Understanding Sublingual Immunotherapy
Sublingual immunotherapy may help with your allergies. It may ease your symptoms if you are allergic to dust mites or pollen from ragweed and grass.
Sublingual means under the tongue. It refers to how you do the treatment. You put a small dose of allergen under your tongue. An allergen is any substance that causes an allergic reaction. The dose may come in the form of a tablet. Talk with your healthcare provider about other forms of this treatment.
Why sublingual immunotherapy is done
This treatment helps ease your allergies. It puts small amounts of an allergen into your body over time. You build up a tolerance to the allergen. As a result, symptoms such as a runny nose, itchy eyes, or trouble breathing may not be as bad. They may even go away.
Sublingual immunotherapy can be done in place of allergy shots. But you don’t have to see your healthcare provider for each dose. The treatment may also be safer. You are less likely to have a bad allergic reaction from it.
How sublingual immunotherapy is done
Your first dose is done under the supervision of your healthcare provider. He or she will watch you for any signs of a bad allergic reaction. You will have to stay in the office for at least 30 minutes after you take the dose. After that, you will be able to do it by yourself.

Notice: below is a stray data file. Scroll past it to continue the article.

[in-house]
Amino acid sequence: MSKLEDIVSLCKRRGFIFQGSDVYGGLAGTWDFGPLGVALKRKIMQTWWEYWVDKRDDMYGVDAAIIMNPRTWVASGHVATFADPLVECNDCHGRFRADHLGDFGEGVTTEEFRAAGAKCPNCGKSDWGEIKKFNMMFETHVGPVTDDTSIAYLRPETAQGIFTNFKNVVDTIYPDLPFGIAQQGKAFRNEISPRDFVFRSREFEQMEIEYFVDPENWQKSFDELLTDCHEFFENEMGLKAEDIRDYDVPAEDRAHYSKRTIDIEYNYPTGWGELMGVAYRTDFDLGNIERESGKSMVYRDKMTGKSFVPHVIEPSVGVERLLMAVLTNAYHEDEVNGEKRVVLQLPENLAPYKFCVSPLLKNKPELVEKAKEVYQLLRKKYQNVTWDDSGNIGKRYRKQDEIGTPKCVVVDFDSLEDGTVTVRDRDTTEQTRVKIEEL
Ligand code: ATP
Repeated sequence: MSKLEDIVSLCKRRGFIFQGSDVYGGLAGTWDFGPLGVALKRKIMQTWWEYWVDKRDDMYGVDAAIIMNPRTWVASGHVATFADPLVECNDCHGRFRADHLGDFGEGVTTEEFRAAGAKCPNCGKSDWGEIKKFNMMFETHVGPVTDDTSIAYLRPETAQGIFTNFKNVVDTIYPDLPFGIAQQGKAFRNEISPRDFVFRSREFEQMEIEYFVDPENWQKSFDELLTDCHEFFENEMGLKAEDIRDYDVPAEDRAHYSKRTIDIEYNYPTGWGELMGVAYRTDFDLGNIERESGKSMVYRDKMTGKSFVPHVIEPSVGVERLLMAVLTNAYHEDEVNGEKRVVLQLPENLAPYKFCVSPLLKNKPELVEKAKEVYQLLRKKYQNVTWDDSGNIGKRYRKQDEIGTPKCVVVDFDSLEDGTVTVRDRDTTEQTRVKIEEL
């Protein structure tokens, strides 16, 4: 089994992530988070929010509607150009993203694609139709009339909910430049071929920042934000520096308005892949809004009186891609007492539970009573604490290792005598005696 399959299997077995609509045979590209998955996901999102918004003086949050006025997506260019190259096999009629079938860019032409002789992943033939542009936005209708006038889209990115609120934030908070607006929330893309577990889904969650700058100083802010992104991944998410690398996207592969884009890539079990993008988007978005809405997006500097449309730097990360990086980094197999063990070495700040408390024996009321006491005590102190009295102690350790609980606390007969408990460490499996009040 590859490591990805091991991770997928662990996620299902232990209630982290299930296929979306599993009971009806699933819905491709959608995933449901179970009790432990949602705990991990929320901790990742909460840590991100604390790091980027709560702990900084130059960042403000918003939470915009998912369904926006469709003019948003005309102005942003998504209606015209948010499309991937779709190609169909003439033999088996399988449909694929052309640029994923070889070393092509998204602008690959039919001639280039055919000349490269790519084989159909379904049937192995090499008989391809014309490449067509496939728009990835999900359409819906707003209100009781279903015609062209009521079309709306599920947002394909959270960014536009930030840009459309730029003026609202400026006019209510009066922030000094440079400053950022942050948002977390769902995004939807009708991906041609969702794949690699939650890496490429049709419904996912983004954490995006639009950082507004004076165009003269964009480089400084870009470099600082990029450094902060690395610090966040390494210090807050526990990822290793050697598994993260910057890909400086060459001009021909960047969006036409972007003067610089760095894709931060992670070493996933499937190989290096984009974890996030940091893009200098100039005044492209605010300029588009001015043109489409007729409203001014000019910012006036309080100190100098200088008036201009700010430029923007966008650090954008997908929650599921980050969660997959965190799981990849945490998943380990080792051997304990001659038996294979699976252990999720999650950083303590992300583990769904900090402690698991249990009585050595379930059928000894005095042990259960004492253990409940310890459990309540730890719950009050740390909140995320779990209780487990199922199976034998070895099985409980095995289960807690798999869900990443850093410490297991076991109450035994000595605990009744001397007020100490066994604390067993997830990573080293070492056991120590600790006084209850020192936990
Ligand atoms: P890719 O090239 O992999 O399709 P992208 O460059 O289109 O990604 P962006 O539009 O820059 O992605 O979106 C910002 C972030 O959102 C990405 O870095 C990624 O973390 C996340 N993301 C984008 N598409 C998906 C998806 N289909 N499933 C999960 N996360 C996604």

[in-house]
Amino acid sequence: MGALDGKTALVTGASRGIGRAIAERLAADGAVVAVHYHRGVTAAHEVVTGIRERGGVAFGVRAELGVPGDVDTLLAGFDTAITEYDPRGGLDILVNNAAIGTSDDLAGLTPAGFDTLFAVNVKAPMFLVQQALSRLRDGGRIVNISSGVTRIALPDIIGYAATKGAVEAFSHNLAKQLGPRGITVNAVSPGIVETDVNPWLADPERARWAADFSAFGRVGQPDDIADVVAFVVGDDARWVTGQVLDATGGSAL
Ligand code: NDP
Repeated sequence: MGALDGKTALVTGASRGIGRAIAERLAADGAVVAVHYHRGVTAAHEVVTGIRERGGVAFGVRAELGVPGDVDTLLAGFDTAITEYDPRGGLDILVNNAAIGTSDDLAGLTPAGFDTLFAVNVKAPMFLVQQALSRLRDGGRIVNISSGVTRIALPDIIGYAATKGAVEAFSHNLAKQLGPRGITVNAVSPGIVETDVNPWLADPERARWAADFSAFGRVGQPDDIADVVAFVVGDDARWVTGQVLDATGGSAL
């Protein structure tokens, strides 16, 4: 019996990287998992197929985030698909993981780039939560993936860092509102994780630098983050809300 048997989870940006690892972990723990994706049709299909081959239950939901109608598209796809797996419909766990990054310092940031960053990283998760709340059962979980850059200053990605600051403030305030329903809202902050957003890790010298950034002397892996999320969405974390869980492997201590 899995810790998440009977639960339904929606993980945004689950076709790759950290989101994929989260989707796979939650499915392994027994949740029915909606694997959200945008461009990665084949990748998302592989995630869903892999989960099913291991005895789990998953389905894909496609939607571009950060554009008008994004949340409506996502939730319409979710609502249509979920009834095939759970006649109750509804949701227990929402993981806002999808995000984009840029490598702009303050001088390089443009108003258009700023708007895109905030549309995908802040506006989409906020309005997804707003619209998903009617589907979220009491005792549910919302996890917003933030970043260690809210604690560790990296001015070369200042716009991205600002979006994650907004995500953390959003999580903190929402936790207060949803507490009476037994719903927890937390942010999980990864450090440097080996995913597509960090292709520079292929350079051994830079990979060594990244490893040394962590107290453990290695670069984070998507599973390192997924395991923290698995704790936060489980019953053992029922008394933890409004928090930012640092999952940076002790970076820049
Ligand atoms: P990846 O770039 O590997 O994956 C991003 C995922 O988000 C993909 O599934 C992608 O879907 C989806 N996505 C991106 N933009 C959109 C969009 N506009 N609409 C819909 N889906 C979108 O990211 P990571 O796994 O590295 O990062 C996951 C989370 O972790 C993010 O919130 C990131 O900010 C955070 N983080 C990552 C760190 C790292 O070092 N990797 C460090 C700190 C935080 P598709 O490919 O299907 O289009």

Place the tablet under your tongue.
Wait for the tablet to dissolve, about 1 minute. You can then swallow.
Don’t drink or eat anything for at least 5 minutes after a dose.
You may have some minor reactions, such as itching or swelling in your mouth. These symptoms should lessen over time as you take each dose.
Give yourself a dose once a day or as often as your healthcare provider tells you to. For the best results, you may need to do this for several years.
Sublingual immunotherapy is often started about 3 months before allergy season. Talk with your healthcare provider about what you should do if you miss a dose. If you have asthma, don’t take a dose if your asthma isn’t under control.
Risks of sublingual immunotherapy include:
Mouth or throat problems, such as itching, swelling, or ulcers
Heartburn or trouble swallowing
Severe allergic reaction (anaphylaxis)
November 18, 2017
Canonica GW, et al. Sublingual Immunotherapy: World Allergy Organization Position Paper 2013 Update. World Allergy Organization Journal. 2014;7(6):24., Cox L, et al. Allergen immunotherapy: A practice parameter third update. Journal of Allergy and Clinical Immunology. 2011;127(1):S1-S55., Cox L. Sublingual immunotherapy for aeroallergens: Status in the United States. Allergy Asthma Proc. January-February 2014;35(1):34-42., Lin SY, et al. Sublingual Immunotherapy for the Treatment of Allergic Rhinoconjunctivitis and Asthma: A Systematic Review. JAMA. March 27 2013;309(12)., Sublingual immunotherapy for allergic rhinoconjuctivitis and pollen. UpToDate.
Blaivas, Allen J, DO,Fetterman, Anne, RN, BSN